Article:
A public event aims to make the public aware of the multiple ecological roles of the white-clawed crayfish, the threats to the survival of this unique subspecies of the Central Apennines and the commitment of organizations and entities to rewilding for its return to watercourses.
How many of you know the white-clawed crayfish? And how many are aware of the important key role that this species – or rather, this unique subspecies for the central Apennines, Austropotamobius italicus meridionalis – plays for the entire river ecosystem in which it lives?
The event “The white-clawed crayfish comeback” to be held in Borrello (CH) on November 26th has precisely the objective of bringing together all the knowledge and skills, local and otherwise, on this species, which is still endangered, and disclose them to the public. Its presence in our rivers and streams is an important indicator of the quality of the river ecosystem, it is a key species, so protecting the crayfish means protecting the water resource also for the benefit of us human beings.
The initiative is organized by Rewilding Apennines in collaboration with the Municipality of Borrello, the Cascate del Verde Nature Reserve, ARCI Pesca FISA and the Hotel Rifugio dei Sanniti, where the event will take place. In the morning there will be a guided tour of the Cascate del Verde Reserve and of the Crayfish Breeding Center of Borrello. Here Rewilding Apennines, together with local partners and the support of Rewilding Europe and Fondation Ensemble, is carrying out a crayfish breeding program to release them into nature over time and, therefore, increase their population. In fact, in the last decade the white-clawed crayfish have undergone a strong decline in the Verde River and in many other watercourses of the Central Apennines due to aphanomycosis or crayfish plague, introduced by non-autochthonous crayfish species, and the climate change, which is warming freshwater temperature levels and leading to prolonged droughts. Last but not least, poaching remains a serious threat and the fish supervisory organizations such as ARCI Pesca FISA play a key role to fight it.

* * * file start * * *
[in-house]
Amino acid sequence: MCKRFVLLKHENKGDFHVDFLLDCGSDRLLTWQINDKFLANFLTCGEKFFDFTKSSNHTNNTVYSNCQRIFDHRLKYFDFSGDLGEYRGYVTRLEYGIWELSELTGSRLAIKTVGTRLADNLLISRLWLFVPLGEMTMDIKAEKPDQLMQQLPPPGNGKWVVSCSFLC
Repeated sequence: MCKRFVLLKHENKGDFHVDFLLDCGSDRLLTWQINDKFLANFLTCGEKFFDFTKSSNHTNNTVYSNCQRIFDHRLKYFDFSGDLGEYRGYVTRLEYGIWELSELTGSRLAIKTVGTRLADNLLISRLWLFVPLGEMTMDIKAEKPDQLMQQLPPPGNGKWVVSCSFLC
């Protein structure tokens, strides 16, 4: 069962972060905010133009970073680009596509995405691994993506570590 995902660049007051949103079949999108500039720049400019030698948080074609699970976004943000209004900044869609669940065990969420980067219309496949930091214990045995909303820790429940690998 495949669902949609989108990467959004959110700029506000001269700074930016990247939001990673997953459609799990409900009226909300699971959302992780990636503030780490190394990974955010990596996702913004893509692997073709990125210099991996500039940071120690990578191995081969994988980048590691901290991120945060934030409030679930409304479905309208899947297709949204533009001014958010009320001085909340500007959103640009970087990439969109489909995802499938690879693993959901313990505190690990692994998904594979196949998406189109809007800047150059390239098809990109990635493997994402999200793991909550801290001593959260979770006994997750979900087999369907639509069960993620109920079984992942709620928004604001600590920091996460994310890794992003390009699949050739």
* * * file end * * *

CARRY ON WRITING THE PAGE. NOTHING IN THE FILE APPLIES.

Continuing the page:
In the afternoon there will be a conference open to everyone, during which there will be many institutional, technical-scientific and operational contributions dedicated to the conservation of white-clawed crayfish. In addition to the presence of the Mayor of Borrello, Armando Di Luca, and the Director of the Cascate del Verde Nature Reserve, Amelio Ferrari, competent regional and provincial administrators and officials were invited. Mario Cipollone, team leader of Rewilding Apennines, will talk about the rewilding initiatives dedicated to the species, conducted not only in Borrello, and will introduce the first technical-scientific presentation by Tommaso Pagliani, crayfish expert biologist and consultant of Rewilding Apennines. Next presentations will be by Giovanni Di Paolo of ASL 2 Abruzzo on the subject of aphanomycosis, Giuseppe Di Renzo, manager of the Borrello breeding center, Daniela Ghia, researcher of the Inland Water Laboratory of the University of Pavia, with the experience of the LIFE CLAW project, Giuseppe Zappetti of ARCI Pesca FISA with the precious work of voluntary surveillance of the Province of Chieti rivers, Antonella Gabini and Serena Ciabò of the Abruzzo Region Authority with the role and institutional tools for the management of the crayfish and its habitat. In conclusion, the presentation of Marco Carafa, from the Maiella National Park, will broaden the vision of the river ecosystem with the contribution of the LIFE Stream dedicated to the recovery of the native Mediterranean trout (Salmo cettii). The conference will then end with a final discussion hoping for future commitments and projects for the conservation of the white-clawed crayfish and its habitat.
“The commitment to protect the crayfish and to encourage its comeback to the watercourses of the Central Apennines makes us very proud, because we are convinced that increasing the populations of this species is essential to restore and extend the key role that it plays in the food chain of our rivers.”, says Mario Cipollone, team leader of Rewilding Apennines.